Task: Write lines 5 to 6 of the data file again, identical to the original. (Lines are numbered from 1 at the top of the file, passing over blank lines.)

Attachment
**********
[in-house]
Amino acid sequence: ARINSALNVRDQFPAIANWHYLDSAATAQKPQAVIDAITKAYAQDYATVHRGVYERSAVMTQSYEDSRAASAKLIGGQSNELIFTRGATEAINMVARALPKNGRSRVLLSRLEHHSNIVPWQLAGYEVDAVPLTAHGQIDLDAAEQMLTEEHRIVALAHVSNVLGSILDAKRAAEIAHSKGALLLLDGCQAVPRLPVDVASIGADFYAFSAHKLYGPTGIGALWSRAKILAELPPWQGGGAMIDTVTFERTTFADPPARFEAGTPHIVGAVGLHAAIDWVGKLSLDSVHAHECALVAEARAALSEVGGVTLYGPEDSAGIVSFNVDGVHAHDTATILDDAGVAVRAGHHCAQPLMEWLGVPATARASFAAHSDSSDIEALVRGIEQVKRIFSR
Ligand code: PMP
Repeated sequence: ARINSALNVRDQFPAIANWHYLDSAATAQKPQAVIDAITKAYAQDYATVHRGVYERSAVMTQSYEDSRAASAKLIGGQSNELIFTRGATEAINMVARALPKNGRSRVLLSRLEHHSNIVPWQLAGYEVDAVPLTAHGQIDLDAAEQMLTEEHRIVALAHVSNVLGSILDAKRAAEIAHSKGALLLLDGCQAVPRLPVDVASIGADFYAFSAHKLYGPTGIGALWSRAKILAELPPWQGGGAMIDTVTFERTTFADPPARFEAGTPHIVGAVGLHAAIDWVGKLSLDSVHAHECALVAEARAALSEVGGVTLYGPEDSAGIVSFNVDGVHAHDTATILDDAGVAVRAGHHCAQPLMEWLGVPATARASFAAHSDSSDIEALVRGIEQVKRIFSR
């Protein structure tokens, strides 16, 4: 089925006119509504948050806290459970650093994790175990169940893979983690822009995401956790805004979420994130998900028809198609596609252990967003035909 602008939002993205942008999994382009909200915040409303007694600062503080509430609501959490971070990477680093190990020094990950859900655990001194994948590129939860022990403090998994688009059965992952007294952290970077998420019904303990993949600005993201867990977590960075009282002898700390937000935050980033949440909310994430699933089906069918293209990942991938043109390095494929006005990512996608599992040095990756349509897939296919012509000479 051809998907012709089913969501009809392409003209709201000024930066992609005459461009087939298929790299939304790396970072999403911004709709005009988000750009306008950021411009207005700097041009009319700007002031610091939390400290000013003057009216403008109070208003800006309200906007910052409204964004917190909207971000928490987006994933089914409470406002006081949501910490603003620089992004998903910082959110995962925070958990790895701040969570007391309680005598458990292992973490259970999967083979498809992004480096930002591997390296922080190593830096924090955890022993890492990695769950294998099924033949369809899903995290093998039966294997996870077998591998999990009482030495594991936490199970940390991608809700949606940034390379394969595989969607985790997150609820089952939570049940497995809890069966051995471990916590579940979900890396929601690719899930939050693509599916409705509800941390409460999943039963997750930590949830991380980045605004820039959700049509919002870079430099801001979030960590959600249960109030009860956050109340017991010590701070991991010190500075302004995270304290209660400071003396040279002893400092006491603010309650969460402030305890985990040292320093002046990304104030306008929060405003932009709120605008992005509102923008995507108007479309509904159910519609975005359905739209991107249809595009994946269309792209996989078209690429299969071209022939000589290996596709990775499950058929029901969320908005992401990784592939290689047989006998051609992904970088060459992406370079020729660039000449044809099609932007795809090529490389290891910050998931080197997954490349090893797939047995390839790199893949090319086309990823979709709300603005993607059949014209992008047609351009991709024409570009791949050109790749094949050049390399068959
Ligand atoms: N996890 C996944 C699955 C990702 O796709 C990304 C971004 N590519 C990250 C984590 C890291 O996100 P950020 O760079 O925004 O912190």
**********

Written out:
């Protein structure tokens, strides 16, 4: 089925006119509504948050806290459970650093994790175990169940893979983690822009995401956790805004979420994130998900028809198609596609252990967003035909 602008939002993205942008999994382009909200915040409303007694600062503080509430609501959490971070990477680093190990020094990950859900655990001194994948590129939860022990403090998994688009059965992952007294952290970077998420019904303990993949600005993201867990977590960075009282002898700390937000935050980033949440909310994430699933089906069918293209990942991938043109390095494929006005990512996608599992040095990756349509897939296919012509000479 051809998907012709089913969501009809392409003209709201000024930066992609005459461009087939298929790299939304790396970072999403911004709709005009988000750009306008950021411009207005700097041009009319700007002031610091939390400290000013003057009216403008109070208003800006309200906007910052409204964004917190909207971000928490987006994933089914409470406002006081949501910490603003620089992004998903910082959110995962925070958990790895701040969570007391309680005598458990292992973490259970999967083979498809992004480096930002591997390296922080190593830096924090955890022993890492990695769950294998099924033949369809899903995290093998039966294997996870077998591998999990009482030495594991936490199970940390991608809700949606940034390379394969595989969607985790997150609820089952939570049940497995809890069966051995471990916590579940979900890396929601690719899930939050693509599916409705509800941390409460999943039963997750930590949830991380980045605004820039959700049509919002870079430099801001979030960590959600249960109030009860956050109340017991010590701070991991010190500075302004995270304290209660400071003396040279002893400092006491603010309650969460402030305890985990040292320093002046990304104030306008929060405003932009709120605008992005509102923008995507108007479309509904159910519609975005359905739209991107249809595009994946269309792209996989078209690429299969071209022939000589290996596709990775499950058929029901969320908005992401990784592939290689047989006998051609992904970088060459992406370079020729660039000449044809099609932007795809090529490389290891910050998931080197997954490349090893797939047995390839790199893949090319086309990823979709709300603005993607059949014209992008047609351009991709024409570009791949050109790749094949050049390399068959
Ligand atoms: N996890 C996944 C699955 C990702 O796709 C990304 C971004 N590519 C990250 C984590 C890291 O996100 P950020 O760079 O925004 O912190």